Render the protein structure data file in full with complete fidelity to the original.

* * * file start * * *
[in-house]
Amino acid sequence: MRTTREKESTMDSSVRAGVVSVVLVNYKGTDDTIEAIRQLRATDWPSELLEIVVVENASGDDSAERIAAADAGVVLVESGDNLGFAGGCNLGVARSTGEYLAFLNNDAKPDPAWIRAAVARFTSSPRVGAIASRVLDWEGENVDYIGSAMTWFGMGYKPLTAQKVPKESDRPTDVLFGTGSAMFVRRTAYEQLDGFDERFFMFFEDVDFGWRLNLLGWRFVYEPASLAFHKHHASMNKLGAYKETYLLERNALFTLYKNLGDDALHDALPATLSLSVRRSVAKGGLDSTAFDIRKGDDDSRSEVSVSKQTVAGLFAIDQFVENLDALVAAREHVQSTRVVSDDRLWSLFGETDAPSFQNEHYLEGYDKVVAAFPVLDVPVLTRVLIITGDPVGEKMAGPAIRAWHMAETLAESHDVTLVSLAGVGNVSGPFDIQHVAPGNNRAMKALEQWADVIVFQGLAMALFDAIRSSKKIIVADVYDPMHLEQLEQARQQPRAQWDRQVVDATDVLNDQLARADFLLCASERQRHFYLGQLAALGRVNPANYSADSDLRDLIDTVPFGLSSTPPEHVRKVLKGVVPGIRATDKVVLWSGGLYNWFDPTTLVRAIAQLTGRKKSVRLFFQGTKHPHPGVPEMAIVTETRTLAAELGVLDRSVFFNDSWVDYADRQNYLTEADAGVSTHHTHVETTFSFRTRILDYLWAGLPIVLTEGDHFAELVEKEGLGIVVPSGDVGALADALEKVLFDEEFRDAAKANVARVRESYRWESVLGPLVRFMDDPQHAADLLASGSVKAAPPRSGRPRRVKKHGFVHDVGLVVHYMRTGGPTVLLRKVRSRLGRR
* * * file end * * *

[in-house]
Amino acid sequence: MRTTREKESTMDSSVRAGVVSVVLVNYKGTDDTIEAIRQLRATDWPSELLEIVVVENASGDDSAERIAAADAGVVLVESGDNLGFAGGCNLGVARSTGEYLAFLNNDAKPDPAWIRAAVARFTSSPRVGAIASRVLDWEGENVDYIGSAMTWFGMGYKPLTAQKVPKESDRPTDVLFGTGSAMFVRRTAYEQLDGFDERFFMFFEDVDFGWRLNLLGWRFVYEPASLAFHKHHASMNKLGAYKETYLLERNALFTLYKNLGDDALHDALPATLSLSVRRSVAKGGLDSTAFDIRKGDDDSRSEVSVSKQTVAGLFAIDQFVENLDALVAAREHVQSTRVVSDDRLWSLFGETDAPSFQNEHYLEGYDKVVAAFPVLDVPVLTRVLIITGDPVGEKMAGPAIRAWHMAETLAESHDVTLVSLAGVGNVSGPFDIQHVAPGNNRAMKALEQWADVIVFQGLAMALFDAIRSSKKIIVADVYDPMHLEQLEQARQQPRAQWDRQVVDATDVLNDQLARADFLLCASERQRHFYLGQLAALGRVNPANYSADSDLRDLIDTVPFGLSSTPPEHVRKVLKGVVPGIRATDKVVLWSGGLYNWFDPTTLVRAIAQLTGRKKSVRLFFQGTKHPHPGVPEMAIVTETRTLAAELGVLDRSVFFNDSWVDYADRQNYLTEADAGVSTHHTHVETTFSFRTRILDYLWAGLPIVLTEGDHFAELVEKEGLGIVVPSGDVGALADALEKVLFDEEFRDAAKANVARVRESYRWESVLGPLVRFMDDPQHAADLLASGSVKAAPPRSGRPRRVKKHGFVHDVGLVVHYMRTGGPTVLLRKVRSRLGRR